I think equally important is knowing whatever you are looking for looks like. I spend a lot of time in a lab environment testing different backdoors, webshells, lateral movement techniques to understand the different processes that are spawned, files that are touched, registry keys that are modified or created... Having this knowledge first hand I think is important especially when you see something that may or may not be bad. Having that firsthand knowledge will often help you identify either the absence or presence of additional indicators that may tip the scale either way. Also, going through the steps of recreating some malicious activity will often give you other ideas for detection or hunting that you may not have otherwise thought about.

I have advocated for a long time that people writing detection need to be familiar with whatever it is they are writing detection for. They will understand the the the different ways they can detect the activity and hopefully employ multiple ways in case one thing changes. The same can also be said for hunting.

I guess what I'm trying to say is that people should take your advice as well as have an understanding of what bad looks like. It will make those hunting trips more productive.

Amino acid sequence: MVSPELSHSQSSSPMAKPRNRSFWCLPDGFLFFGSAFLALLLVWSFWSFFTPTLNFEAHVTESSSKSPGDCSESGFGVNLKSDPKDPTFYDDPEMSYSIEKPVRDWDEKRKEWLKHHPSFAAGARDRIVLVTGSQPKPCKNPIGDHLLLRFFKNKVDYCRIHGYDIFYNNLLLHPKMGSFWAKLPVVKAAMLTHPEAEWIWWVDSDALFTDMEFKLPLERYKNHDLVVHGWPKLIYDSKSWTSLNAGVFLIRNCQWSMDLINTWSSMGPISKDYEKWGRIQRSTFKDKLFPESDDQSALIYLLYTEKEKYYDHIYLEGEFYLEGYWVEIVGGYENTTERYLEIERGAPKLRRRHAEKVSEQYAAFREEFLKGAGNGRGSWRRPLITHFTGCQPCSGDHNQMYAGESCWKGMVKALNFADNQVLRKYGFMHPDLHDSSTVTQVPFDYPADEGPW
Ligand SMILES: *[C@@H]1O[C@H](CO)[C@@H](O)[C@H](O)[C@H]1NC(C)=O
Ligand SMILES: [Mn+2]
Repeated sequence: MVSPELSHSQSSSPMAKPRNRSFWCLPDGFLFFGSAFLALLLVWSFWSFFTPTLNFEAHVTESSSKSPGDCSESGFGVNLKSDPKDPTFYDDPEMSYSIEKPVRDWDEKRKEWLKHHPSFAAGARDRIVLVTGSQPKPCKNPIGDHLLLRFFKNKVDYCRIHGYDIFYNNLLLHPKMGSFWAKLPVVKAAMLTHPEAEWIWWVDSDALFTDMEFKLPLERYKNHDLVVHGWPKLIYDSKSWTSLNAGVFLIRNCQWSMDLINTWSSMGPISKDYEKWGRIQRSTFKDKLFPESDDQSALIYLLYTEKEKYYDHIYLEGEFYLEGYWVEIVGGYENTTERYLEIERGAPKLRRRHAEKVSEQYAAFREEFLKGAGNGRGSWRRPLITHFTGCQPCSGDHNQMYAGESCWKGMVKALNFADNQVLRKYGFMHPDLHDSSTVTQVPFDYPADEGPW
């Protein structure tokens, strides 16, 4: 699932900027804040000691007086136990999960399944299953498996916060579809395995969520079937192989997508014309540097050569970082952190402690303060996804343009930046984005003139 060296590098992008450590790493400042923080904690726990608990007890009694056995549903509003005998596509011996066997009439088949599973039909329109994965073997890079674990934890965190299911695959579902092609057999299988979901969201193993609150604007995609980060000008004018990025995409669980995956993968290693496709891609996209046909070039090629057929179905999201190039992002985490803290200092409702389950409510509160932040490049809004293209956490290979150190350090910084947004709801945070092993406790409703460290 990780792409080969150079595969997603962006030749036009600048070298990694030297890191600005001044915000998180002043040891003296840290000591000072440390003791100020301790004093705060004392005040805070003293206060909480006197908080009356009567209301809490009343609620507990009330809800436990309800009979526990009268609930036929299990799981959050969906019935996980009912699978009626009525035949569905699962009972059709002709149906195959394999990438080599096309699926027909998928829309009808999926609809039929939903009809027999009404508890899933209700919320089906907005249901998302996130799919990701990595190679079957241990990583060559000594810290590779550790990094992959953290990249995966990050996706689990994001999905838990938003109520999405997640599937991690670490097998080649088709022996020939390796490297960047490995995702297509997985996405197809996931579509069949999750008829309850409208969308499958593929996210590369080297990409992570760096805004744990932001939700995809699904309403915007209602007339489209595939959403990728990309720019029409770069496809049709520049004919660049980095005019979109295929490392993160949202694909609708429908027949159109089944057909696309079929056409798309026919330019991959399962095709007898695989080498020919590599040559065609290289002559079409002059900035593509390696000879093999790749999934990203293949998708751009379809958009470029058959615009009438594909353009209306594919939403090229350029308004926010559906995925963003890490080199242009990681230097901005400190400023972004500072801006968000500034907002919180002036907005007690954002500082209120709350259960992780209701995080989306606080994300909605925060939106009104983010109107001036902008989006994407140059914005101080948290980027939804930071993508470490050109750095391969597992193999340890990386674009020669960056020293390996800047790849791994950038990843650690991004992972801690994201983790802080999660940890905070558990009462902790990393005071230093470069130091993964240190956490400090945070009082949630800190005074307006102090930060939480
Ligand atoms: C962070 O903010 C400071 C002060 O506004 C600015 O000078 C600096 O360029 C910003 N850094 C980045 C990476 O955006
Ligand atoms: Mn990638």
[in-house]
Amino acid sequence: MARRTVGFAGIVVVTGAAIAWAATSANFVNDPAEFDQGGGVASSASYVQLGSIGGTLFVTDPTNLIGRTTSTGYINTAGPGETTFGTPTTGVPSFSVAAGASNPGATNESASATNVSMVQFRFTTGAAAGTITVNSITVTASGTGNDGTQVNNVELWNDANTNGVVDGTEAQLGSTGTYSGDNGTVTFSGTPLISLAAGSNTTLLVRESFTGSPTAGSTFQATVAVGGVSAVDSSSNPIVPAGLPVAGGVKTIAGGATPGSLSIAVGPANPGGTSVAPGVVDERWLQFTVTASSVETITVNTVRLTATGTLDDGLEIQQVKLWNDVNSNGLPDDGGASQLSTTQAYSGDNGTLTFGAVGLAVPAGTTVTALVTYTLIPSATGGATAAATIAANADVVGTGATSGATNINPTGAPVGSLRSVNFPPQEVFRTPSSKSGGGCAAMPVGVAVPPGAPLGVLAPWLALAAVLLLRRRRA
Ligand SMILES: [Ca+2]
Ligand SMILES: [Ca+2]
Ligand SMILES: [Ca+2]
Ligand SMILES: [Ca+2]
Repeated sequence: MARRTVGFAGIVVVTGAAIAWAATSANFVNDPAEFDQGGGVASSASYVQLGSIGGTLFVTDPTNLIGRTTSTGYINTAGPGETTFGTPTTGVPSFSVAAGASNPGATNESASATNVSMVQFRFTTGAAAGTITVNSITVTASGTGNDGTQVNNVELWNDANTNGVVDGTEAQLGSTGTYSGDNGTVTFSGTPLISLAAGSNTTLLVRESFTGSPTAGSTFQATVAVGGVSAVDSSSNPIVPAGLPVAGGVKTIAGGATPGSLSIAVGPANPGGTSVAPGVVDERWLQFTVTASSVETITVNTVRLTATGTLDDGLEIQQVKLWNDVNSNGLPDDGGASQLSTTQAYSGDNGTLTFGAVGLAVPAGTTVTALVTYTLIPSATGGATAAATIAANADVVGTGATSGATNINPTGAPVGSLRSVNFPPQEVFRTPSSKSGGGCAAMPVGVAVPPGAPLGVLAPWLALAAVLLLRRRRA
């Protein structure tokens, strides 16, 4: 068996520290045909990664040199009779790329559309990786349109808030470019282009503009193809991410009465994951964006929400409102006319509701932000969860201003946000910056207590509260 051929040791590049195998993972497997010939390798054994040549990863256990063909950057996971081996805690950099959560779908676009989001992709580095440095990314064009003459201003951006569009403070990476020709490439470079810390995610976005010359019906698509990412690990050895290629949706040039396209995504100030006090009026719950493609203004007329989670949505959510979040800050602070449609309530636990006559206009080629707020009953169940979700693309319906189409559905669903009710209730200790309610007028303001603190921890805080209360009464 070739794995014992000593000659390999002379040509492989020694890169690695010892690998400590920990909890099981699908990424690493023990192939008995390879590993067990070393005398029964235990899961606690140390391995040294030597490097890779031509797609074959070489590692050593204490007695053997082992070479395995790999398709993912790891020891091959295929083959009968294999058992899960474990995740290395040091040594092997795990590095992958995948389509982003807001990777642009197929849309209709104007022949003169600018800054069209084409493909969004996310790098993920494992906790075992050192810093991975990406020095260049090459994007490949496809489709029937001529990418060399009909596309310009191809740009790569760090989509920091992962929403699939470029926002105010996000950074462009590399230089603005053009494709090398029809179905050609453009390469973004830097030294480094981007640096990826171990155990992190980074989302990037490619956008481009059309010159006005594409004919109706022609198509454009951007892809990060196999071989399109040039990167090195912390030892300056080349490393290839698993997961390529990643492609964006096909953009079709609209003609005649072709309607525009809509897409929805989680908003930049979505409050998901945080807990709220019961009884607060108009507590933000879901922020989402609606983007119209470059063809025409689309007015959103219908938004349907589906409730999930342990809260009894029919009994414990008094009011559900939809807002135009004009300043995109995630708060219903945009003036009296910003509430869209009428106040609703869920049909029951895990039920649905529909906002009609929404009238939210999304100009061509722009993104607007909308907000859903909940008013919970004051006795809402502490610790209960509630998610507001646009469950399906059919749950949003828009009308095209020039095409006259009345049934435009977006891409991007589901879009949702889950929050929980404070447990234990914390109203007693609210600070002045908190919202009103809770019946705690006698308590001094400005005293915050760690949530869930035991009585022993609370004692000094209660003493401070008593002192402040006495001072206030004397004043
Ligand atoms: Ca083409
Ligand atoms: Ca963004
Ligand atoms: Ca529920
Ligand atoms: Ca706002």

H. Carvey said...


Thanks for sharing your thoughts...

...knowing whatever you are looking for looks like.

Agreed, 1000%.

Having this knowledge first hand I think is important especially when you see something that may or may not be bad.

Agreed, again...1000%. I can't tell you how many times in the past 15 yrs of being engaged in DFIR work where I've seen or heard someone draw a conclusion of malicious activity based on one artifact or indicator.

I would add that collaboration can have significant value in these efforts. Is everyone working on their own going to think of or see everything? Not likely. Collaborating and opening up what you've done for others to comment on and have input into can go a long way toward expanding our view and understanding, and extending our view into threat intelligence.

The thing is that if you have an understanding of what "bad" looks like, it becomes easier to understand why the old adage that defenders need to be right 100% of the time is a myth.

Jeff said...